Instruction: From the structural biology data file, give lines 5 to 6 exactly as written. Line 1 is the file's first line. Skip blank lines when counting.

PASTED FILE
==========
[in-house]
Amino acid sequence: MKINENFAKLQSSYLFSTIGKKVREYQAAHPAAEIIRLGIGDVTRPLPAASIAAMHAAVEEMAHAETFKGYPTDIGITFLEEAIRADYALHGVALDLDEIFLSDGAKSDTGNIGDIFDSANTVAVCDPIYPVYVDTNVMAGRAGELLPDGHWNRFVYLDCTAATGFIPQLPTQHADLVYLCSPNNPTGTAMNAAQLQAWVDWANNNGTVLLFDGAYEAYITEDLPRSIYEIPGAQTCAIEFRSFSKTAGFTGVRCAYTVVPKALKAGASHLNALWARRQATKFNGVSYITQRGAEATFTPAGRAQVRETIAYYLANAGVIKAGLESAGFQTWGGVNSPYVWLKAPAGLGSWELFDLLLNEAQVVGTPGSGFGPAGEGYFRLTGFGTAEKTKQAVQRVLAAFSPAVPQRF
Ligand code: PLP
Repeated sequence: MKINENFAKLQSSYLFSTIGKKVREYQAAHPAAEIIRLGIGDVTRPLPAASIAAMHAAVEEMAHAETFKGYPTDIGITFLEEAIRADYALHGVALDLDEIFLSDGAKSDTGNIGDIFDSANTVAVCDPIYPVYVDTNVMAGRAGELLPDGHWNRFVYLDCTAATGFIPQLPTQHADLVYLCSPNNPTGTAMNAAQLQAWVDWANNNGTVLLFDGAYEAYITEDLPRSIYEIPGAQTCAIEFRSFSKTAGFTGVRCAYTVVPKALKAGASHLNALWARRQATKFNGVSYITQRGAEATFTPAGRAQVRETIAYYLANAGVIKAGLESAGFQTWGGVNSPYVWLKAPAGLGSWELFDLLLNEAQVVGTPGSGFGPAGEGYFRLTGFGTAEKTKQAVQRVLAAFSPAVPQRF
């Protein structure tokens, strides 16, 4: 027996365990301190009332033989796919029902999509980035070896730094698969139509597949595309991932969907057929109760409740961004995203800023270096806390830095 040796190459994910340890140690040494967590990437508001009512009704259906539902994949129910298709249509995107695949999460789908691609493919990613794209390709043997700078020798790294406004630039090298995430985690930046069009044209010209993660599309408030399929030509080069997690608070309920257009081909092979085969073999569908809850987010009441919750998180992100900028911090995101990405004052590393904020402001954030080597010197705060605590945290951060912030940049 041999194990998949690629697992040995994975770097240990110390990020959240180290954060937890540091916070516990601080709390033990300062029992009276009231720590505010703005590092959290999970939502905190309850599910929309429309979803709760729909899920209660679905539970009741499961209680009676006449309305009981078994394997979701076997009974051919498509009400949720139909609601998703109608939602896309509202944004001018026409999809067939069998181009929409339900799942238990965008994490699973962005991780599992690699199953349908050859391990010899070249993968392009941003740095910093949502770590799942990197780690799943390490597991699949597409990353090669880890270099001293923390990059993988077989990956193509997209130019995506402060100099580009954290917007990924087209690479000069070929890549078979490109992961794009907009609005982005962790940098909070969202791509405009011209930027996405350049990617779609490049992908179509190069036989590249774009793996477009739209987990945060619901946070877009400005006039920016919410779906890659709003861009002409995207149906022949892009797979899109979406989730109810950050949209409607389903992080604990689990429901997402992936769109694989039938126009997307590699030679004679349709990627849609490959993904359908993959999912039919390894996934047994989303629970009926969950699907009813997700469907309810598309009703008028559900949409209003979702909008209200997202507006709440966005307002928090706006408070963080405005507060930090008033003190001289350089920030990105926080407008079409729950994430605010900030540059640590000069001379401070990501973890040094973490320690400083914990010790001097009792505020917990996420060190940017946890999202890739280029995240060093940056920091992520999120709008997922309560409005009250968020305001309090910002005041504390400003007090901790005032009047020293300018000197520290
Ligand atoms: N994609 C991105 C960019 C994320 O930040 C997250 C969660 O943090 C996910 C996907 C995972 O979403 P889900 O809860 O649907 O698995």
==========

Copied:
């Protein structure tokens, strides 16, 4: 027996365990301190009332033989796919029902999509980035070896730094698969139509597949595309991932969907057929109760409740961004995203800023270096806390830095 040796190459994910340890140690040494967590990437508001009512009704259906539902994949129910298709249509995107695949999460789908691609493919990613794209390709043997700078020798790294406004630039090298995430985690930046069009044209010209993660599309408030399929030509080069997690608070309920257009081909092979085969073999569908809850987010009441919750998180992100900028911090995101990405004052590393904020402001954030080597010197705060605590945290951060912030940049 041999194990998949690629697992040995994975770097240990110390990020959240180290954060937890540091916070516990601080709390033990300062029992009276009231720590505010703005590092959290999970939502905190309850599910929309429309979803709760729909899920209660679905539970009741499961209680009676006449309305009981078994394997979701076997009974051919498509009400949720139909609601998703109608939602896309509202944004001018026409999809067939069998181009929409339900799942238990965008994490699973962005991780599992690699199953349908050859391990010899070249993968392009941003740095910093949502770590799942990197780690799943390490597991699949597409990353090669880890270099001293923390990059993988077989990956193509997209130019995506402060100099580009954290917007990924087209690479000069070929890549078979490109992961794009907009609005982005962790940098909070969202791509405009011209930027996405350049990617779609490049992908179509190069036989590249774009793996477009739209987990945060619901946070877009400005006039920016919410779906890659709003861009002409995207149906022949892009797979899109979406989730109810950050949209409607389903992080604990689990429901997402992936769109694989039938126009997307590699030679004679349709990627849609490959993904359908993959999912039919390894996934047994989303629970009926969950699907009813997700469907309810598309009703008028559900949409209003979702909008209200997202507006709440966005307002928090706006408070963080405005507060930090008033003190001289350089920030990105926080407008079409729950994430605010900030540059640590000069001379401070990501973890040094973490320690400083914990010790001097009792505020917990996420060190940017946890999202890739280029995240060093940056920091992520999120709008997922309560409005009250968020305001309090910002005041504390400003007090901790005032009047020293300018000197520290
Ligand atoms: N994609 C991105 C960019 C994320 O930040 C997250 C969660 O943090 C996910 C996907 C995972 O979403 P889900 O809860 O649907 O698995």